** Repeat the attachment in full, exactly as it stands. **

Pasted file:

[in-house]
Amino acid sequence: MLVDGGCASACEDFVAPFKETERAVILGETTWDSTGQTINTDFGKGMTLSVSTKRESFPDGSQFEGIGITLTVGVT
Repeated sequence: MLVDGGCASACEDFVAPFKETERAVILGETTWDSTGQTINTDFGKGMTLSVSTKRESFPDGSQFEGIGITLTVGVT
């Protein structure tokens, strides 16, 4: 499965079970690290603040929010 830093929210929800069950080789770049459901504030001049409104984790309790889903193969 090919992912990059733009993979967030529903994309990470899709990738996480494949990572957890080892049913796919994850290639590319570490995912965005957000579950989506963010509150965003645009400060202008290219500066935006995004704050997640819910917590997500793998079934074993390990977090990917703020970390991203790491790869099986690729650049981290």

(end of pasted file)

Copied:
[in-house]
Amino acid sequence: MLVDGGCASACEDFVAPFKETERAVILGETTWDSTGQTINTDFGKGMTLSVSTKRESFPDGSQFEGIGITLTVGVT
Repeated sequence: MLVDGGCASACEDFVAPFKETERAVILGETTWDSTGQTINTDFGKGMTLSVSTKRESFPDGSQFEGIGITLTVGVT
């Protein structure tokens, strides 16, 4: 499965079970690290603040929010 830093929210929800069950080789770049459901504030001049409104984790309790889903193969 090919992912990059733009993979967030529903994309990470899709990738996480494949990572957890080892049913796919994850290639590319570490995912965005957000579950989506963010509150965003645009400060202008290219500066935006995004704050997640819910917590997500793998079934074993390990977090990917703020970390991203790491790869099986690729650049981290």